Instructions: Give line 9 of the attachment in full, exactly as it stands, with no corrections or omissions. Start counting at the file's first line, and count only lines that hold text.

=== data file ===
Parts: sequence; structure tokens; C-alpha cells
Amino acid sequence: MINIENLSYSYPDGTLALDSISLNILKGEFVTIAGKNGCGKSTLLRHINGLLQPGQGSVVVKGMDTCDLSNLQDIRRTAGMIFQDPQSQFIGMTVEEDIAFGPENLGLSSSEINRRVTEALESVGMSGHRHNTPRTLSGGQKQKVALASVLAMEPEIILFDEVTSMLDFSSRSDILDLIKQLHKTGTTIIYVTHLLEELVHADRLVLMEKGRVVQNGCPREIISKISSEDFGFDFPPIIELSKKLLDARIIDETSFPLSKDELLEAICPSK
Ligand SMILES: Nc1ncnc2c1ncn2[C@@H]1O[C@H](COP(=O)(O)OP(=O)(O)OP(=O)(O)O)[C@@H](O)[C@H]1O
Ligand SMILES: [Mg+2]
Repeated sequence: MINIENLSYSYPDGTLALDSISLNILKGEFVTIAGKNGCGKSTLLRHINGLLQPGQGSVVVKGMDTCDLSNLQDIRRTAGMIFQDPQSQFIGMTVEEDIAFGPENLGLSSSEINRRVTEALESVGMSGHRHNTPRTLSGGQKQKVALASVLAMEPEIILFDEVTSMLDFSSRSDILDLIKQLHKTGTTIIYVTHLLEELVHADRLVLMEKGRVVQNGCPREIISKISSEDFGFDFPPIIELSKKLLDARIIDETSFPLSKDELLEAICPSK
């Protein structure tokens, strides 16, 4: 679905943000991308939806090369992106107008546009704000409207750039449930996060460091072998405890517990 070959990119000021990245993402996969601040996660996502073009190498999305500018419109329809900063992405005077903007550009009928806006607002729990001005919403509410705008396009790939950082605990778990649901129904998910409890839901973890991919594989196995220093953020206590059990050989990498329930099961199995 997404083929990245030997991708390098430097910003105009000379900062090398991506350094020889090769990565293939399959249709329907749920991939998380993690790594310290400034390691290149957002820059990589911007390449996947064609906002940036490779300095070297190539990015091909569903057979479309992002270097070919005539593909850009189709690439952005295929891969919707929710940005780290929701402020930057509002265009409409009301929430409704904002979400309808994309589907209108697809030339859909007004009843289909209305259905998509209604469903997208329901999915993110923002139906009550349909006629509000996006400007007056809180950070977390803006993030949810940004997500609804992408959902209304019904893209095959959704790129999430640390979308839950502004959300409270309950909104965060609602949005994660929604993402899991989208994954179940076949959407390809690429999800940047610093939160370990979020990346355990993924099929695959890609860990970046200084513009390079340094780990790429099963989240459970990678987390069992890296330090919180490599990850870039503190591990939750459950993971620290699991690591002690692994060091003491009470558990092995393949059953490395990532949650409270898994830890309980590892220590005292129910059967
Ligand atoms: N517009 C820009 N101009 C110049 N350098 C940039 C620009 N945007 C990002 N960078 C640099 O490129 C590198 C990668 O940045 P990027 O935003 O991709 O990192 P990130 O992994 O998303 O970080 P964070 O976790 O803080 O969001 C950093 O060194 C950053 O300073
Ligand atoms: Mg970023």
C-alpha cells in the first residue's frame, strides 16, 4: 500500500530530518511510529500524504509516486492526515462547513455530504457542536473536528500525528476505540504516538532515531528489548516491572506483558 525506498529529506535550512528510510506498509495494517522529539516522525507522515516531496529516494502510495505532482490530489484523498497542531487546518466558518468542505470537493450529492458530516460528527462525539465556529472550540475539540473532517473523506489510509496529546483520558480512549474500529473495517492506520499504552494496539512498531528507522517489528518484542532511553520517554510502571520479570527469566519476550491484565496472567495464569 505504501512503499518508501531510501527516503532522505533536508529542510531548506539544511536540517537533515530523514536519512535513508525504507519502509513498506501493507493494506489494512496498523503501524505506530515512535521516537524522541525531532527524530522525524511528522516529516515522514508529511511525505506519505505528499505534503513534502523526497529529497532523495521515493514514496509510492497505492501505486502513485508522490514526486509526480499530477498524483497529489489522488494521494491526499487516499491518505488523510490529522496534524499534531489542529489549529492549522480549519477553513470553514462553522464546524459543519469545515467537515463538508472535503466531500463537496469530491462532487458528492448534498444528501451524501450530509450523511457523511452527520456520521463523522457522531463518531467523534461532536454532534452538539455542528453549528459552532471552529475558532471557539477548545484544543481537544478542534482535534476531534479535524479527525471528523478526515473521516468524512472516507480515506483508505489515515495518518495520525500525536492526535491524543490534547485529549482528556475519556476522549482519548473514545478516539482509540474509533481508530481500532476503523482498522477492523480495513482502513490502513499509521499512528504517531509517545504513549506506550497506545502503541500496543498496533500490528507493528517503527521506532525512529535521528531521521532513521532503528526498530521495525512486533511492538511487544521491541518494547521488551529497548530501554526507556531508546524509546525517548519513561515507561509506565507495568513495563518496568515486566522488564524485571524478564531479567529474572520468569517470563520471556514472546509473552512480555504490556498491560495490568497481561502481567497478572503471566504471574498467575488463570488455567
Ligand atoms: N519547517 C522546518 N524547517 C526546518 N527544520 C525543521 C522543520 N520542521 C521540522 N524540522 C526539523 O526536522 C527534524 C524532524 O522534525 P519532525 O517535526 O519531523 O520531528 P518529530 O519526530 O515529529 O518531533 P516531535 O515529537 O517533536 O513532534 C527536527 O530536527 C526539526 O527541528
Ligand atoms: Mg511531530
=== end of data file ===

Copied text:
C-alpha cells in the first residue's frame, strides 16, 4: 500500500530530518511510529500524504509516486492526515462547513455530504457542536473536528500525528476505540504516538532515531528489548516491572506483558 525506498529529506535550512528510510506498509495494517522529539516522525507522515516531496529516494502510495505532482490530489484523498497542531487546518466558518468542505470537493450529492458530516460528527462525539465556529472550540475539540473532517473523506489510509496529546483520558480512549474500529473495517492506520499504552494496539512498531528507522517489528518484542532511553520517554510502571520479570527469566519476550491484565496472567495464569 505504501512503499518508501531510501527516503532522505533536508529542510531548506539544511536540517537533515530523514536519512535513508525504507519502509513498506501493507493494506489494512496498523503501524505506530515512535521516537524522541525531532527524530522525524511528522516529516515522514508529511511525505506519505505528499505534503513534502523526497529529497532523495521515493514514496509510492497505492501505486502513485508522490514526486509526480499530477498524483497529489489522488494521494491526499487516499491518505488523510490529522496534524499534531489542529489549529492549522480549519477553513470553514462553522464546524459543519469545515467537515463538508472535503466531500463537496469530491462532487458528492448534498444528501451524501450530509450523511457523511452527520456520521463523522457522531463518531467523534461532536454532534452538539455542528453549528459552532471552529475558532471557539477548545484544543481537544478542534482535534476531534479535524479527525471528523478526515473521516468524512472516507480515506483508505489515515495518518495520525500525536492526535491524543490534547485529549482528556475519556476522549482519548473514545478516539482509540474509533481508530481500532476503523482498522477492523480495513482502513490502513499509521499512528504517531509517545504513549506506550497506545502503541500496543498496533500490528507493528517503527521506532525512529535521528531521521532513521532503528526498530521495525512486533511492538511487544521491541518494547521488551529497548530501554526507556531508546524509546525517548519513561515507561509506565507495568513495563518496568515486566522488564524485571524478564531479567529474572520468569517470563520471556514472546509473552512480555504490556498491560495490568497481561502481567497478572503471566504471574498467575488463570488455567